Ours is a small and intensely vulnerable people. Inspired, we rise to greatness. Uninspired, we fall

The enormity of Hiram’s accomplishments crazed him and deluded him into self-deification.

When Hashem first thought (if it could be) about creating the world, the middah of din was in operation.

Hallel On Purim?
“Its Reading Is Its Praise”
(Megillah 14a)

If the only person available to perform the milah on the eighth day is a person who is not an observant Jew, the milah should be postponed until a devout mohel is available.

It is apparent from the Maharsha that he does not see galus as atoning for killing accidentally; otherwise, this Gemara would not bother him.

It was found to be a giant deer tick living in her head – with its claws in her scalp.

While daydreaming about finding the perfect job, I never expected to be rewarded in spades for my aforementioned experience.

We are all entrusted with the mission of protecting our fellow Jews

Today, we remain Hashem’s nachal.

More Articles from Rabbi Lord Jonathan Sacks
Rabbi Sacks

Ours is a small and intensely vulnerable people. Inspired, we rise to greatness. Uninspired, we fall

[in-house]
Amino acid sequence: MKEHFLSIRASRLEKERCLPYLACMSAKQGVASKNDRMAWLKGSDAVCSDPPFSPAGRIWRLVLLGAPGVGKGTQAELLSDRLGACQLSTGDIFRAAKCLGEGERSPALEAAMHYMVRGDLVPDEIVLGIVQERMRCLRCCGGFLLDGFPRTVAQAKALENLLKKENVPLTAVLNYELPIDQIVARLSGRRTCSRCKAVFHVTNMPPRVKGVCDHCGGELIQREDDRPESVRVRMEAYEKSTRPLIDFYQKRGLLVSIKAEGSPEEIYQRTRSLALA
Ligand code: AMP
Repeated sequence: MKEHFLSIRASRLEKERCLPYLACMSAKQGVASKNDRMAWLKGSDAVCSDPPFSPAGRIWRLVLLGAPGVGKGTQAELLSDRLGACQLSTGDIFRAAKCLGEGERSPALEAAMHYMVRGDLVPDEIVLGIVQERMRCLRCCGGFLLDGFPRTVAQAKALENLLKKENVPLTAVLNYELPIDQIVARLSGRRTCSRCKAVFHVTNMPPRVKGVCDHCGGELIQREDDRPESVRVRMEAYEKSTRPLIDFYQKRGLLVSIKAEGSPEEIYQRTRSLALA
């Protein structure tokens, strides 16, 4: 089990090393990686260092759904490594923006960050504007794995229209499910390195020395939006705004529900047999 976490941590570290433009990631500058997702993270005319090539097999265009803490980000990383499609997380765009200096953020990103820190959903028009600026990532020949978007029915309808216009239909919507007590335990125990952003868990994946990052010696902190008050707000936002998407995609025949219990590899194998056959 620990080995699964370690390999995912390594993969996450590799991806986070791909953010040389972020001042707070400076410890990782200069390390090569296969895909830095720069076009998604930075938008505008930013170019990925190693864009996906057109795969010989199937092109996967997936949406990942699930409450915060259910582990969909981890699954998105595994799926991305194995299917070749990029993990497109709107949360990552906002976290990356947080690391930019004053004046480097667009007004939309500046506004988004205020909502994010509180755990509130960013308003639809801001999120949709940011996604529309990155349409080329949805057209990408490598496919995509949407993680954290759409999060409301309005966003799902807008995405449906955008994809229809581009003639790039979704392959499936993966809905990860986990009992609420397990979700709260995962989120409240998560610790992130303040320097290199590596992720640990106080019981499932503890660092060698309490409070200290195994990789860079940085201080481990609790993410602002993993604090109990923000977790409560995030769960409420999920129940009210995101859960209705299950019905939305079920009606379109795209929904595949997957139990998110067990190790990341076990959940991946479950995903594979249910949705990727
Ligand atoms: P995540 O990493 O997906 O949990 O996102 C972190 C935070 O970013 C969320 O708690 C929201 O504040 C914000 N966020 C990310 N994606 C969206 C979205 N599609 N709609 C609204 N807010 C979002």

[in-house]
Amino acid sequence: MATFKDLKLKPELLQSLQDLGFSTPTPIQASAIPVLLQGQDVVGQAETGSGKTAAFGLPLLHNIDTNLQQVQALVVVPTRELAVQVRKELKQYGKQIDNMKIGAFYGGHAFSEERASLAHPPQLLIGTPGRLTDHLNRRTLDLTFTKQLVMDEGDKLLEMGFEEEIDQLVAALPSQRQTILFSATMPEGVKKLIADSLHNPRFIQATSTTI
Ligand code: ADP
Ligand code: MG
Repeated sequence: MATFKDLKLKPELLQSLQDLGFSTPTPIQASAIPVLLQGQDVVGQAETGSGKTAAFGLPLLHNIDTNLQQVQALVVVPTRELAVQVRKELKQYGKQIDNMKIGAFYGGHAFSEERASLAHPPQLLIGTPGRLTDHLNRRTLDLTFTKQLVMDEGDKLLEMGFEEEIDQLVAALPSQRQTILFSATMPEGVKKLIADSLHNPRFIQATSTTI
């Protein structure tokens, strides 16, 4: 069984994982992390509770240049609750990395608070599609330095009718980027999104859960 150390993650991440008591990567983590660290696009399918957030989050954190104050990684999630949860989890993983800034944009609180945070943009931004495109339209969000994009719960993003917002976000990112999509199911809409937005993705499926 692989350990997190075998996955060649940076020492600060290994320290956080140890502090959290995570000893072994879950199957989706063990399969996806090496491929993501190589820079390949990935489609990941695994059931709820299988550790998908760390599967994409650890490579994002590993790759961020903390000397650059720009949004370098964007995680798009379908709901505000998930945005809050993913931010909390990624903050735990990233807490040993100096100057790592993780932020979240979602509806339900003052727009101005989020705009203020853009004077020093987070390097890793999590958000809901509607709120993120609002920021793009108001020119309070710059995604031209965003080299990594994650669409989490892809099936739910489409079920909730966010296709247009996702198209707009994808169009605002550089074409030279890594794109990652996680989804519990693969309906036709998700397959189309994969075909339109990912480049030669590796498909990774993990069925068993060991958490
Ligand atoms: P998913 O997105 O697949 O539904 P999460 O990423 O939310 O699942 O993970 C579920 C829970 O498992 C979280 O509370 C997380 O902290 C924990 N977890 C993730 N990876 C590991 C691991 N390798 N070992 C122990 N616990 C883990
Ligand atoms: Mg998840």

Rabbi Sacks

The negotiation between Moses and the tribes of Reuven and Gad is a model of conflict resolution.

God’s “name” is therefore His standing in the world. Do people acknowledge Him, respect Him, honor Him?

The very act of learning in rabbinic Judaism is conceived as active debate, a kind of gladiatorial contest of the mind.

In Judaism, to be without questions is a sign not of faith, but of lack of depth.

You perpetuate a transformative event by turning it into a ritual.

There is much in this episode that is hard to understand, much that has to do with the concept of holiness and the powerful energies it released that, like nuclear power today, could be deadly dangerous if not properly used. But there is also a more human story about two approaches to leadership that still resonates with us today.

Nasi is the generic word for a leader: a ruler, king, judge, elder, or prince. Usually it refers to the holder of political power.

    Latest Poll

    Do you think the FAA ban on US flights to Israel is political?






    View Results

    Loading ... Loading ...

Printed from: http://www.jewishpress.com/judaism/parsha/the-politics-of-freedom/2012/08/15/

Scan this QR code to visit this page online: